100,000 children and their families used to live in eastern Aleppo, a city in northern Syria. That all changed when the government began a siege of the area in June.
Since then, these neighborhoods have become the site of routine bombardments and airstrikes. Instead of toys or marbles, children now collect shrapnel and other bomb fragments. Even eight-year-olds are becoming experts on the sounds of all the different weapons that attack their areas.
And there have been casualties. In fact, young children are among the worst victims – in the 10-day period from September 26 through October 5, more than 300 children were killed or injured. Since June, approximately seven teachers and five students were killed in underground schools, which are held in basements to avoid detection. Even hospitals have been flattened.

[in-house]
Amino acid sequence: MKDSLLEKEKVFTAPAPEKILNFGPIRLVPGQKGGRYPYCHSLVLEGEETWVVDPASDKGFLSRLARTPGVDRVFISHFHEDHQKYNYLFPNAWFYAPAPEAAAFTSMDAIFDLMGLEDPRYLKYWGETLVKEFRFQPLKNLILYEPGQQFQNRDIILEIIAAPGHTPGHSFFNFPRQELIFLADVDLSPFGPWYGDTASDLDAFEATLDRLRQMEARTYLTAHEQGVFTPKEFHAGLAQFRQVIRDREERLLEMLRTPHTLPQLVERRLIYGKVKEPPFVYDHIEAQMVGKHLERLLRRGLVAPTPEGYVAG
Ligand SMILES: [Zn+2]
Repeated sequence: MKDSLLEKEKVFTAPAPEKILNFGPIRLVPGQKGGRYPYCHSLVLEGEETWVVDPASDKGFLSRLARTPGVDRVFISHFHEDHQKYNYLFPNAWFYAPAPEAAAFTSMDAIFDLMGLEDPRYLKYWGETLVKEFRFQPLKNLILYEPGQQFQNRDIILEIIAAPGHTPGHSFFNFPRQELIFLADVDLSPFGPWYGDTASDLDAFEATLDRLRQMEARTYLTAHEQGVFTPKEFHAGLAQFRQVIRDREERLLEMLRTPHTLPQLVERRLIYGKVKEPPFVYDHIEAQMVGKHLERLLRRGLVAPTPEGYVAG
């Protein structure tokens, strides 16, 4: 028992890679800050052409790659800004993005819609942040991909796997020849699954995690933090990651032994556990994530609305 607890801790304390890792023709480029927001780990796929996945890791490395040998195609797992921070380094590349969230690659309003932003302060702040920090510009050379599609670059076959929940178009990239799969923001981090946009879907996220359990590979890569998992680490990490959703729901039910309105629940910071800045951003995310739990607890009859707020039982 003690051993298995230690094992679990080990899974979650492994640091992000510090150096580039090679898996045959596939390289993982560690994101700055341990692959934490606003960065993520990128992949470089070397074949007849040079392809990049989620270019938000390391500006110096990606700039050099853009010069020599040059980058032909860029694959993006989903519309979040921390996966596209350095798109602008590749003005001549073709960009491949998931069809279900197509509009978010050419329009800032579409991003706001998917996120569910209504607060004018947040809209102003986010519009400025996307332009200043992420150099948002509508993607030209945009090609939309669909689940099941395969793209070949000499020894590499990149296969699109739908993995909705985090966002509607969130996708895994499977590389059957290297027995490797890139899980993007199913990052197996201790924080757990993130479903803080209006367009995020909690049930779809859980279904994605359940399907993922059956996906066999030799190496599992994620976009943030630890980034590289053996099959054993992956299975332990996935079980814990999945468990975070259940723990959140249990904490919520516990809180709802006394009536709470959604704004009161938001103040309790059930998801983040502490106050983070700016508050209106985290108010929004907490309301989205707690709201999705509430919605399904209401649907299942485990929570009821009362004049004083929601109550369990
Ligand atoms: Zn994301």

For six days, the area experienced some relief due to a ceasefire brokered by the U.S. and Russia. But the ceasefire abruptly broke down on September 19th when 31 humanitarian assistance trucks lined up to deliver food and medical supplies to local civilians. But during a five-hour-long nightmare, planes suddenly flew overhead and began pummelling the convoy with bombs. Eighteen of the 31 trucks were destroyed or damaged, and 21 civilians were killed – including a child just 16 years old.
There is a way to protect these children and other civilians now. The U.S. is one of the larger players in fostering peace in Syria. That's why it's so critical for U.S. President Barack Obama to immediately declare the area above Aleppo a no-fly zone. Once the U.S. takes a stance, other world leaders are sure to follow.
No government has yet claimed responsibility for the deadly attack on the aid convoy, but if a no-fly zone is implemented, no government can so grossly slaughter civilians in Aleppo again. Sign the petition now to speak up for Aleppo's children before the next airstrike claims more lives! The more signatures we can get from the international community, the more we can pressure President Obama into action.